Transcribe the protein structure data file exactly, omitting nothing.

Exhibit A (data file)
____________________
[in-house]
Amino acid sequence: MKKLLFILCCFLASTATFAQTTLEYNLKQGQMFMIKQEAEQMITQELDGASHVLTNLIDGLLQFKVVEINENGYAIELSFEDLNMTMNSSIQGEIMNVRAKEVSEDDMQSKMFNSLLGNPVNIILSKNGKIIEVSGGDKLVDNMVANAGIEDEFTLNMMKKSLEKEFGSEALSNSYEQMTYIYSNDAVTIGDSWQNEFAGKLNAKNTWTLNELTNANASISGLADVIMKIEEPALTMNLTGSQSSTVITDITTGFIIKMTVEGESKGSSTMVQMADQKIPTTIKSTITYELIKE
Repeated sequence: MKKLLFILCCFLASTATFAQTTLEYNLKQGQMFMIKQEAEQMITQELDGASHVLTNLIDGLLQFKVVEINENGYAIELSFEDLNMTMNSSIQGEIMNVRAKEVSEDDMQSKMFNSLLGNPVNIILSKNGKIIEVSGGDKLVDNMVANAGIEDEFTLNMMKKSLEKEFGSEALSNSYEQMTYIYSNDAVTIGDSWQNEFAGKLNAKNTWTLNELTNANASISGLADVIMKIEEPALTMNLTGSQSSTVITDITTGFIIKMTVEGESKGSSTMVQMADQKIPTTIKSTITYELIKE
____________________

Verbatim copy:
[in-house]
Amino acid sequence: MKKLLFILCCFLASTATFAQTTLEYNLKQGQMFMIKQEAEQMITQELDGASHVLTNLIDGLLQFKVVEINENGYAIELSFEDLNMTMNSSIQGEIMNVRAKEVSEDDMQSKMFNSLLGNPVNIILSKNGKIIEVSGGDKLVDNMVANAGIEDEFTLNMMKKSLEKEFGSEALSNSYEQMTYIYSNDAVTIGDSWQNEFAGKLNAKNTWTLNELTNANASISGLADVIMKIEEPALTMNLTGSQSSTVITDITTGFIIKMTVEGESKGSSTMVQMADQKIPTTIKSTITYELIKE
Repeated sequence: MKKLLFILCCFLASTATFAQTTLEYNLKQGQMFMIKQEAEQMITQELDGASHVLTNLIDGLLQFKVVEINENGYAIELSFEDLNMTMNSSIQGEIMNVRAKEVSEDDMQSKMFNSLLGNPVNIILSKNGKIIEVSGGDKLVDNMVANAGIEDEFTLNMMKKSLEKEFGSEALSNSYEQMTYIYSNDAVTIGDSWQNEFAGKLNAKNTWTLNELTNANASISGLADVIMKIEEPALTMNLTGSQSSTVITDITTGFIIKMTVEGESKGSSTMVQMADQKIPTTIKSTITYELIKE